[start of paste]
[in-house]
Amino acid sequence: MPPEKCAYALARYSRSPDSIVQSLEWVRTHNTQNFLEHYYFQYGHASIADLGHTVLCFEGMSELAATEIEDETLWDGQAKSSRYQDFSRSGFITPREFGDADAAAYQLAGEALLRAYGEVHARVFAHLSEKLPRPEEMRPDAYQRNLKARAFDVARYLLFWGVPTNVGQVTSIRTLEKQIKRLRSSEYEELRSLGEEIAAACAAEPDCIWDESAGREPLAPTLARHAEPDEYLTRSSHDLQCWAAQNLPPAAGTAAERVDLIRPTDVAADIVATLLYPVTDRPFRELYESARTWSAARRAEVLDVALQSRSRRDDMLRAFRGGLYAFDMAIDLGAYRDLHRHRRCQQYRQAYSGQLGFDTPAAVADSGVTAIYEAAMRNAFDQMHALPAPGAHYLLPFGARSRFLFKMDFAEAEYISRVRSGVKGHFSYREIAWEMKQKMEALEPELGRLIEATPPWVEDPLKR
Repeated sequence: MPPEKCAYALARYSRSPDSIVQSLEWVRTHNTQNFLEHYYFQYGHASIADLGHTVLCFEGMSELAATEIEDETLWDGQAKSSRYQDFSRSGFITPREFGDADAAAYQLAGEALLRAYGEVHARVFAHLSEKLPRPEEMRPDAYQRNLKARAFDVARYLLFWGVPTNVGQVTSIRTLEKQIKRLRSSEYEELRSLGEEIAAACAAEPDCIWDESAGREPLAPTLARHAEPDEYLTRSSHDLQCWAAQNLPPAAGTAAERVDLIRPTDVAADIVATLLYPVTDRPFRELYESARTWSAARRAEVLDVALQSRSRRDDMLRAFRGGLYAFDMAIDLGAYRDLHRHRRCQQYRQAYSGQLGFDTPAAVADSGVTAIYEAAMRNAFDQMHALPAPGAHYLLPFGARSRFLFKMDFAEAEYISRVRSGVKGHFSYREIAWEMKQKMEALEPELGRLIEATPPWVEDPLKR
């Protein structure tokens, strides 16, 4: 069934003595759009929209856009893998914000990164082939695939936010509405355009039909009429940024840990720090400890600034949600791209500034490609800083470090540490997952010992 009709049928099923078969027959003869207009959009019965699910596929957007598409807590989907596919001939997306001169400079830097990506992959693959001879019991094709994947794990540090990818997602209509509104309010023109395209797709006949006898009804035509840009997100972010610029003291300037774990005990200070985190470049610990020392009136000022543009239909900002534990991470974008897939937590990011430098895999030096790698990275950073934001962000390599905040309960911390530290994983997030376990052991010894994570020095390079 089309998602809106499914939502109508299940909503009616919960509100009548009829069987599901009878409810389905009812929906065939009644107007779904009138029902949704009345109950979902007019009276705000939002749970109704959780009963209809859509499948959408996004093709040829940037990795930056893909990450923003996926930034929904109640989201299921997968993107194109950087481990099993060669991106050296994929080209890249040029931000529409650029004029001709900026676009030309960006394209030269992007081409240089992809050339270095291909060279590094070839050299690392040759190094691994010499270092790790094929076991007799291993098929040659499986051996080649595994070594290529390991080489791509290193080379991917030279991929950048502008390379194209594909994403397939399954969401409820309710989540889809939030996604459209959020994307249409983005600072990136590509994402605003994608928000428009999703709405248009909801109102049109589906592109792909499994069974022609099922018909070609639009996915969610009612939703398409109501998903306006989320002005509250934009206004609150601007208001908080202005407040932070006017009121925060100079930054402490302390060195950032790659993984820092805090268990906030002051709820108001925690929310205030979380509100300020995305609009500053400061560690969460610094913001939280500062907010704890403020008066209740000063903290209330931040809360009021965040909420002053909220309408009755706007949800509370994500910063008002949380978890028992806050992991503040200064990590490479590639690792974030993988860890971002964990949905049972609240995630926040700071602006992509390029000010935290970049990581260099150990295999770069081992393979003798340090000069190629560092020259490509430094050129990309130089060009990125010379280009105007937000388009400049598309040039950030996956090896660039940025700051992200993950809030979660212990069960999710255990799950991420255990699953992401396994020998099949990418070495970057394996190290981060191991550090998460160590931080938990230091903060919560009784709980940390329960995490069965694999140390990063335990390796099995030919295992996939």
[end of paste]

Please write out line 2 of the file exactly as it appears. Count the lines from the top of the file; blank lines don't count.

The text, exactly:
Amino acid sequence: MPPEKCAYALARYSRSPDSIVQSLEWVRTHNTQNFLEHYYFQYGHASIADLGHTVLCFEGMSELAATEIEDETLWDGQAKSSRYQDFSRSGFITPREFGDADAAAYQLAGEALLRAYGEVHARVFAHLSEKLPRPEEMRPDAYQRNLKARAFDVARYLLFWGVPTNVGQVTSIRTLEKQIKRLRSSEYEELRSLGEEIAAACAAEPDCIWDESAGREPLAPTLARHAEPDEYLTRSSHDLQCWAAQNLPPAAGTAAERVDLIRPTDVAADIVATLLYPVTDRPFRELYESARTWSAARRAEVLDVALQSRSRRDDMLRAFRGGLYAFDMAIDLGAYRDLHRHRRCQQYRQAYSGQLGFDTPAAVADSGVTAIYEAAMRNAFDQMHALPAPGAHYLLPFGARSRFLFKMDFAEAEYISRVRSGVKGHFSYREIAWEMKQKMEALEPELGRLIEATPPWVEDPLKR